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Old 27 April 2003, 06:00   #1
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Country: UK - Channel Islands
Boat name: Spud
Make: BWM
Length: 5.75
Engine: Mariner 125
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Steering fail-safe???

Right after spending a few hours trawling through searches I have found many talk of people having a back up plan in case their steering goes peer shaped. But never an explanation of what this 'back-up' involves.

I am asking because I am upgrading my outboard on SPUD, my 5.75 BWM. From a Force 90 to a Mariner 125. But after reading about your steering woes I am concerned as to if the current cable steering will rated / able to cope with the new outboard.

So what systems do you have as back up?
  • bring along a big guy who will be able to turn the engine on his own
  • Maybe a rope / pulleys configuration between the outboard and the 'A' frame to enable it to be turned?
  • Just a simple spare steering cable that you will swap whilst at sea?

Thank You,
Lee
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Old 27 April 2003, 06:51   #2
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I have been told that the thing to do with steering failure is to disconnect the steering cable from the engine and then lash an oar/paddle to the engine to use as an emergency tiller - or have a suitable piece of ali pipe on board for this purpose. You can't go very fast but at least you will be moving - hopefully in the right direction.

I don't know how practicle this would be for your engine but a trail run may be an idea before you need it in anger.
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Old 27 April 2003, 07:46   #3
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If

you feel current steering will not be up for the job- change it now to one which will be rated & give you piece of mind

if your steering does go at speed you probably wont still be in the boat to even be able to think about mending it !
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Old 28 April 2003, 09:23   #4
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I have had the steering go on several boats that I have been driving over the years. Usually you can tell that it is going to go because it becomes very stiff just before the cable breaks. You should always have your hand on the throttle, if this is the case you should be able to bring the boat back under control easily with ought the steering.

I carry a piece of angle iron simple because it is strong cheep and has loads of holes for the bolts to go through. Often where the cable attaches to the engine their are 2 bolts in line. By attaching the angle iron here you will be able to steer the engine with ought to much difficulty. The main problem is that you are so far from the throttle. Ensure that your makeshift tiller will clear the seating in the boat and that their are 2 bolts with it.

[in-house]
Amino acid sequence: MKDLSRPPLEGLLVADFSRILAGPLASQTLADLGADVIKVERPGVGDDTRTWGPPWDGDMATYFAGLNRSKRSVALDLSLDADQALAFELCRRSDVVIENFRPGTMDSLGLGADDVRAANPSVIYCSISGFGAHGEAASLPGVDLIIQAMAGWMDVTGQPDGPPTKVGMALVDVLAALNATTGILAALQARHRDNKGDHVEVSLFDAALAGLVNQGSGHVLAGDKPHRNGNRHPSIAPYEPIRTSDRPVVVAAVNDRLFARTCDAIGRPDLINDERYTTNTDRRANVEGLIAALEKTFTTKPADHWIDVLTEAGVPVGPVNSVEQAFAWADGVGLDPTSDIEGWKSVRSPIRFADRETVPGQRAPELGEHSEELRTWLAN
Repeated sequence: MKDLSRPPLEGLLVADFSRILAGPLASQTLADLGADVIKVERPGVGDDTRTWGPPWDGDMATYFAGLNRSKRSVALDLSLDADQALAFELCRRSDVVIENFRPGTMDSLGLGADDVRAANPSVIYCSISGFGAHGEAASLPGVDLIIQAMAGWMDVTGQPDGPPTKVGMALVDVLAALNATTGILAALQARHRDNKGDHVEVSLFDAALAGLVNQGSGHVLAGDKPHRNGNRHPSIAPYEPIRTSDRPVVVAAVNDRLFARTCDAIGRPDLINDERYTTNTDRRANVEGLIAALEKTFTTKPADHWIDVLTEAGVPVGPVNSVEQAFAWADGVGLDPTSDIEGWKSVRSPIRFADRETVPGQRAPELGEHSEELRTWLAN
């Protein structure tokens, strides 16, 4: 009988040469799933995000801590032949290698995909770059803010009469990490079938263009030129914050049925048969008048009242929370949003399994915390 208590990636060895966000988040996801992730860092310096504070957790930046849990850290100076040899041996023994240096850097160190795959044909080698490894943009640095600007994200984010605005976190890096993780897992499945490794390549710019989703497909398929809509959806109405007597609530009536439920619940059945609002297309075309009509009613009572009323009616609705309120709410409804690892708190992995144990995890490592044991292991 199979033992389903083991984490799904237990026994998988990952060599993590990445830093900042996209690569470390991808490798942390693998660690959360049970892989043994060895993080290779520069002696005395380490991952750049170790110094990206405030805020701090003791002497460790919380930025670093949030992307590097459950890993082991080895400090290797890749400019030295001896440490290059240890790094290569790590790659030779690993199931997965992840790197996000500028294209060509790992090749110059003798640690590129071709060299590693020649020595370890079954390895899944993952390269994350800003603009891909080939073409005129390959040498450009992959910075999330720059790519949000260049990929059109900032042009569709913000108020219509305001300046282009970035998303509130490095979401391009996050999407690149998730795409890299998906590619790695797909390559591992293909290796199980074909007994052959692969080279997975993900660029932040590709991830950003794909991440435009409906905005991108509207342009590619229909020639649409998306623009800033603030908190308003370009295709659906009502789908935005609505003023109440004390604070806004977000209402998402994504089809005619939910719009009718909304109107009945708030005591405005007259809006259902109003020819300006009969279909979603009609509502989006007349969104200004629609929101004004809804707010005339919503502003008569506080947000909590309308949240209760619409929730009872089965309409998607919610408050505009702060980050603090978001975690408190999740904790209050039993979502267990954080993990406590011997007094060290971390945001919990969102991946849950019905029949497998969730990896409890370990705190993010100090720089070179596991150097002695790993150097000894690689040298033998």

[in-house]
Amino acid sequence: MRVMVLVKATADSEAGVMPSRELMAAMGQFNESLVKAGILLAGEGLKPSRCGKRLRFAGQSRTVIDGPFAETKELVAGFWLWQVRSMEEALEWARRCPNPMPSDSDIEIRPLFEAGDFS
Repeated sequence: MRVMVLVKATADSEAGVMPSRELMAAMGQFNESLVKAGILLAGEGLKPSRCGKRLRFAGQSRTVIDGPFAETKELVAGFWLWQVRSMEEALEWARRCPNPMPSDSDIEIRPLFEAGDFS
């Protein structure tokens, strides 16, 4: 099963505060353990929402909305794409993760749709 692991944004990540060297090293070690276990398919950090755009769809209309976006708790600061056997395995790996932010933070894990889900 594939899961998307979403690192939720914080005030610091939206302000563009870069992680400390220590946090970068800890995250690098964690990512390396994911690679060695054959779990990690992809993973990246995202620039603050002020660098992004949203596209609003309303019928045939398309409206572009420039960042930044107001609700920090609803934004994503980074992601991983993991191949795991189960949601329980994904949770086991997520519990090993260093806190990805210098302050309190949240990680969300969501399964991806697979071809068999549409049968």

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Old 28 April 2003, 18:41   #5
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Don't let it fail. End of problem.

If you feel you need security, use a twin cable helm unit. With this, one cable pulls and the other pushes. It has another big advantage; adjust one cable so it is tensioned for a port turn and the other tensioned for a starboard turn. You then have no-play steering, and it matters.

JW.
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Old 28 April 2003, 19:04   #6
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Quote:
Originally posted by dgpw
You should always have your hand on the throttle, if this is the case you should be able to bring the boat back under control easily with ought the steering.
Intresting concept, but surely only if the srearing jams. Even with a foot throttle if the stearing breaks on a race boat it normaly flips.
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Old 29 April 2003, 10:22   #7
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both the cables I have had go the steering has jammed. Plus cables tend to be fitted on 130hp and less. Tends to be hydraulics on the big boys and they don't just snap. You should have enough control over the rib with the throttle. I am not talking about a phantom or ring hear. They would be far harder to control. Though a phantom tends to come out of waves fairly straight. Not that I have stuffed one of course.
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Old 29 April 2003, 13:01   #8
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Fair point, though hyraulics can fail as suddenly as cable. The real bummer is the Jesus bolt, the little one at the end of the steering arm in which you put all your faith.
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Old 29 April 2003, 16:25   #9
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steering handle mounting

th pic shows the mounting lug for the emergency steering handle on one of the merc 90 two strokes on a MST rescue rib. Apparently the handle off the manual bilge pump doubles as the steering handle after opening the hydraulic valve at the back of the steering wheel. Probably (?) in next issue of Rib International.
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Old 29 April 2003, 16:27   #10
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Jesus bolt- the same pattern as the one that holds the rotors on to the helicopter then!
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